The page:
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ISSUE: Back-to-back losses at HMH
OUR VIEW: Other options should be considered
Not too long ago, the controversy surrounding revenue generated by Hardin Memorial Hospital focused upon how much of a “dividend” Hardin Fiscal Court might take and how it would be applied to other county needs.
After two years of multi-million dollar losses, that debate is long forgotten.
In the preceding decade, the county-owned hospital had an annual revenue surplus. Over the course of 10 years, it equals about $67 million in profit for the local operation.
The changing face of health care is quite dramatic and the sweeping financial downturn experienced locally is common. That makes it no less disturbing, however.
While exact figures are not yet available, the board of trustees was told the budget year that ended June 30 was projected to finish $5.8 million in the hole. That follows a loss of about $5.4 million in 2013.
How long can Hardin Memorial Health continue to operate with losses of that amount? With reserves of $36 million in the form of funded depreciation, the savings will hold out about seven years at this rate.
Everyone involved is working to change the trend. The budget proposal approved 8-1 by hospital trustees, who also are the elected members of Hardin Fiscal Court, anticipates a positive margin of $139,000 in the next fiscal year.
In discussing the budget and this fiscal year’s significant shortfall, Magistrate Doug Goodman said he believes the estimates are misguided. He said he considered it unrealistic considering financial troubles of the past few years and the large hole the hospital finds itself in. Finding revenue sources capable of producing a surplus when the hospital’s ratio of patients with commercial insurance is declining seems unlikely, Goodman said.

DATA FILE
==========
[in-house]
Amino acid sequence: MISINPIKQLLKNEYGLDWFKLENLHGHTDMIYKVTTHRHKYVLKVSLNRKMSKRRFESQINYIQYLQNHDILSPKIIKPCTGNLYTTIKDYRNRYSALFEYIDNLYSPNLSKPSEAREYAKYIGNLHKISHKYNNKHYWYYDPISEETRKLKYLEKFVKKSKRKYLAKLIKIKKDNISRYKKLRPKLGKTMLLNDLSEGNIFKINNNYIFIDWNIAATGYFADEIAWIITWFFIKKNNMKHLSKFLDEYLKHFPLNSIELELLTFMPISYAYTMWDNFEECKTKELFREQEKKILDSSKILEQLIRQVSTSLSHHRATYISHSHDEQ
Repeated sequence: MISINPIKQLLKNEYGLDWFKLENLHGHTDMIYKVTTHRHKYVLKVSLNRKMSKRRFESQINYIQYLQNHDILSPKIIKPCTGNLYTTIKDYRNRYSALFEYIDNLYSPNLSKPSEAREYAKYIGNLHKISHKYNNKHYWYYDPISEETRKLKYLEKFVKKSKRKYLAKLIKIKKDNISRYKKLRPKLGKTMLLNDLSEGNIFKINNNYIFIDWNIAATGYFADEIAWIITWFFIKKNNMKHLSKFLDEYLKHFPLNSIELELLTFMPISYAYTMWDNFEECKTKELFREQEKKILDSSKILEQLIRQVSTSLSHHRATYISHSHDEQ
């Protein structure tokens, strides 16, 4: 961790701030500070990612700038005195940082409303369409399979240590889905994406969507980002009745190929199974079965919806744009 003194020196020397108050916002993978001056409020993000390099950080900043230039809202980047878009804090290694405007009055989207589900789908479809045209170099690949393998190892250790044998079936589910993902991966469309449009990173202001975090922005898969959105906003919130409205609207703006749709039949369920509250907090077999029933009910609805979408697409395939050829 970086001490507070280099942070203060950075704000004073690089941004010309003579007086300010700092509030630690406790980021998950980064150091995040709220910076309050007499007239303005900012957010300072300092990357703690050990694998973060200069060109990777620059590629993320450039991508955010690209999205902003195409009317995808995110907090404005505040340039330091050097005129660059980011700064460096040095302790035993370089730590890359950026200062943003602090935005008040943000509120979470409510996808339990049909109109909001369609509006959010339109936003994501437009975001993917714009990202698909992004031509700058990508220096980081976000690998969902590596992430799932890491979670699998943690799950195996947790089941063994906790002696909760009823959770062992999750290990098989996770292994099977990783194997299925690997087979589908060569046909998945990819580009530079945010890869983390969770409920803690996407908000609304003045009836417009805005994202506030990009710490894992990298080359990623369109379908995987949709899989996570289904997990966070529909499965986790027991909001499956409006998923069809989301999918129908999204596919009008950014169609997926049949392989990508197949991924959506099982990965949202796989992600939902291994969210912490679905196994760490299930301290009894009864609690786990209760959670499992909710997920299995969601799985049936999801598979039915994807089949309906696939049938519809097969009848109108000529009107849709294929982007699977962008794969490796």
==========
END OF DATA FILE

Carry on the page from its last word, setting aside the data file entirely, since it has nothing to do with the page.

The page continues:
When questioned, Goodman offered no alternatives or suggestions. However, that does not make his challenge any less viable or diminish his argument.
As a trustee, he is not charged with drafting the budget. The board is responsible for protecting the community’s interests by asking appropriate questions and chartering a course for change.
Goodman’s interest in hospital finances also led him to request copies of physician contracts. That request was denied by HMH but the state attorney general has determined the hospital acted in violation of Kentucky’s open records law.
The fact that a magistrate and member of the hospital board even had to utilize the open records law to request pertinent and available documents is indicative of a breakdown in trust between hospital management and the trustee.
Regardless of any perceived political motivation, Goodman clearly is acting within the confines of his role.
On the other hand, the hospital has valid concerns about making copies of physician contracts public. It is yet another complicating aspect of operating transparently as a public hospital in a highly competitive field.
Perhaps that’s the issue which should be aggressively considered. Is it in the best interest of HMH and of Hardin County residents that the hospital remain a public entity?
For many reasons, HMH is a cherished part of our community. It provides critically needed medical services in a routinely excellent manner. Beyond any industry or retail segment, it is a massive, local employer. Over the past six decades, it has helped Elizabethtown and Hardin County to become a regional hub by attracting hundreds upon hundreds of medical professionals. As a community partner, HMH provides financial, physical and staff resources to any number of benevolent and social events across the region.
The community, in general, is proud of HMH and what it does.
In light of that view, Hardin County government should maintain ownership of the hospital. But in this national environment of change and the present financial realities, it does not necessarily make sense to maintain its operating role.
This is not to suggest the hospital should be sold to a private entity.
However, it is time to rethink the idea of contracting with a hospital management company and paying a fee for that service. Instead, HMH could be leased to an operator.
That private entity then could manage the hospital on even footing with the corporate giants with which it must compete.
In turn, the leasing agent would absorb the risk related to profitability.
And in exchange, county government would be assured a contractual-determined lease revenue as opposed to now when it instead pays a fee for operation.
It’s a different way to handle the same chores which provides for continued community ownership and ensures a revenue for the county investment. Meanwhile, it provides the hospital professionals with greater freedom and a greater financial incentive to achieve their goals.
The time has come to consider other operational options. Let’s not wait seven years for the surplus to dissipate.
This editorial reflects a consensus of The News-Enterprise editorial board.